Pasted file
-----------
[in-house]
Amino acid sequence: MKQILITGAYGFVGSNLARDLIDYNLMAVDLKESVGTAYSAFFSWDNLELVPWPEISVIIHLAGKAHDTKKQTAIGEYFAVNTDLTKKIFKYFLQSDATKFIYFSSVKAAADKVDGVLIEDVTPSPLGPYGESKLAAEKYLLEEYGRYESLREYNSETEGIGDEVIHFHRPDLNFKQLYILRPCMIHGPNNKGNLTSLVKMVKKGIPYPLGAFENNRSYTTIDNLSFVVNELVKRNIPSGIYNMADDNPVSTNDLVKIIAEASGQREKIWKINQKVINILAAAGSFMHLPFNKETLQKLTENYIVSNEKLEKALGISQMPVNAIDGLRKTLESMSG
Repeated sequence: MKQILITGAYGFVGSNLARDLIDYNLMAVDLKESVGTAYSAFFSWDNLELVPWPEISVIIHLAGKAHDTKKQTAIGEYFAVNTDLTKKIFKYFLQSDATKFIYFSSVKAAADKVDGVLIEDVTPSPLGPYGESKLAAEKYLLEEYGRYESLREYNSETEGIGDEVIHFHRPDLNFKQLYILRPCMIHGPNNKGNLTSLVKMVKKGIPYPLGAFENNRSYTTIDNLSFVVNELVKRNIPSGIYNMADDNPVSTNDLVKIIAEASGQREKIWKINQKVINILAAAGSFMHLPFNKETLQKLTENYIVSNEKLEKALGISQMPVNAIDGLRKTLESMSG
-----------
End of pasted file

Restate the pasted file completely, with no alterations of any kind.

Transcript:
[in-house]
Amino acid sequence: MKQILITGAYGFVGSNLARDLIDYNLMAVDLKESVGTAYSAFFSWDNLELVPWPEISVIIHLAGKAHDTKKQTAIGEYFAVNTDLTKKIFKYFLQSDATKFIYFSSVKAAADKVDGVLIEDVTPSPLGPYGESKLAAEKYLLEEYGRYESLREYNSETEGIGDEVIHFHRPDLNFKQLYILRPCMIHGPNNKGNLTSLVKMVKKGIPYPLGAFENNRSYTTIDNLSFVVNELVKRNIPSGIYNMADDNPVSTNDLVKIIAEASGQREKIWKINQKVINILAAAGSFMHLPFNKETLQKLTENYIVSNEKLEKALGISQMPVNAIDGLRKTLESMSG
Repeated sequence: MKQILITGAYGFVGSNLARDLIDYNLMAVDLKESVGTAYSAFFSWDNLELVPWPEISVIIHLAGKAHDTKKQTAIGEYFAVNTDLTKKIFKYFLQSDATKFIYFSSVKAAADKVDGVLIEDVTPSPLGPYGESKLAAEKYLLEEYGRYESLREYNSETEGIGDEVIHFHRPDLNFKQLYILRPCMIHGPNNKGNLTSLVKMVKKGIPYPLGAFENNRSYTTIDNLSFVVNELVKRNIPSGIYNMADDNPVSTNDLVKIIAEASGQREKIWKINQKVINILAAAGSFMHLPFNKETLQKLTENYIVSNEKLEKALGISQMPVNAIDGLRKTLESMSG